Usually when people think about sweet treats, their minds are filled with images of gooey marshmallows, fresh gelato, warm chocolate cake, or tasty cupcakes. But on December 4th we should really be thinking about the simple, sweet, crunchy delight known as the cookie! Why? Because it’s National Cookie Day!
Most historians agree that the invention of the cookie dates back to the seventh century B.C.E. in the Persian Empire (present day Iran). Persia was one of the first countries to cultivate sugar, which was first brought to the region from Southeast Asia. During the Islamic invasions of Spain and the Crusades, the techniques used to make Persian cookies spread into the Eastern Mediterranean and northern-most parts of Europe. This led to the development of the spice trade, and later these ideas influenced French cooks in making filled wafer cookies during the latter-14th century during the Renaissance.
By the end of the 1500s, square short cookies baked with spices and egg yolks was a common luxury found in the homes of Elizabethan England’s middle class. They were also found to be the perfect food for travelers, as biscuits called hardtack stayed fresh for long periods of time and were portable. Since then, making and selling cookies has become a booming business for bakers all over the world, with many variations, including American chocolate chip cookies, brownies, fig newtons, and fortune cookies; Italian biscottis; French ladyfingers; Scottish-Australian Anzac biscuits; and more.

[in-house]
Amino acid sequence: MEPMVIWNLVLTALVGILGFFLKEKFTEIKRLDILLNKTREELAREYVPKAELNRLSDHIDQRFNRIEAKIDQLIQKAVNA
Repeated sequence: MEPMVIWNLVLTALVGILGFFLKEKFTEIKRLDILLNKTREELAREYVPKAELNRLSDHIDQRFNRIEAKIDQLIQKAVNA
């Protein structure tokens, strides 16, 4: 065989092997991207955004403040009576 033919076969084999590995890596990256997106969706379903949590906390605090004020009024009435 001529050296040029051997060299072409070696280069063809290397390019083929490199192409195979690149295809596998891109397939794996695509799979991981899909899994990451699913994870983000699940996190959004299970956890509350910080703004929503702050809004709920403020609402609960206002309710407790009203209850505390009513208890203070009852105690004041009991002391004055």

So enjoy National Cookie Day, and indulge with a cookie or two!
Stradley, Linda. “History of Cookies.” https://whatscookingamerica.net What’s Cooking America, 2016. Web. 3 December 2016. https://whatscookingamerica.net/History/CookieHistory.htm
By Roma (MYP4)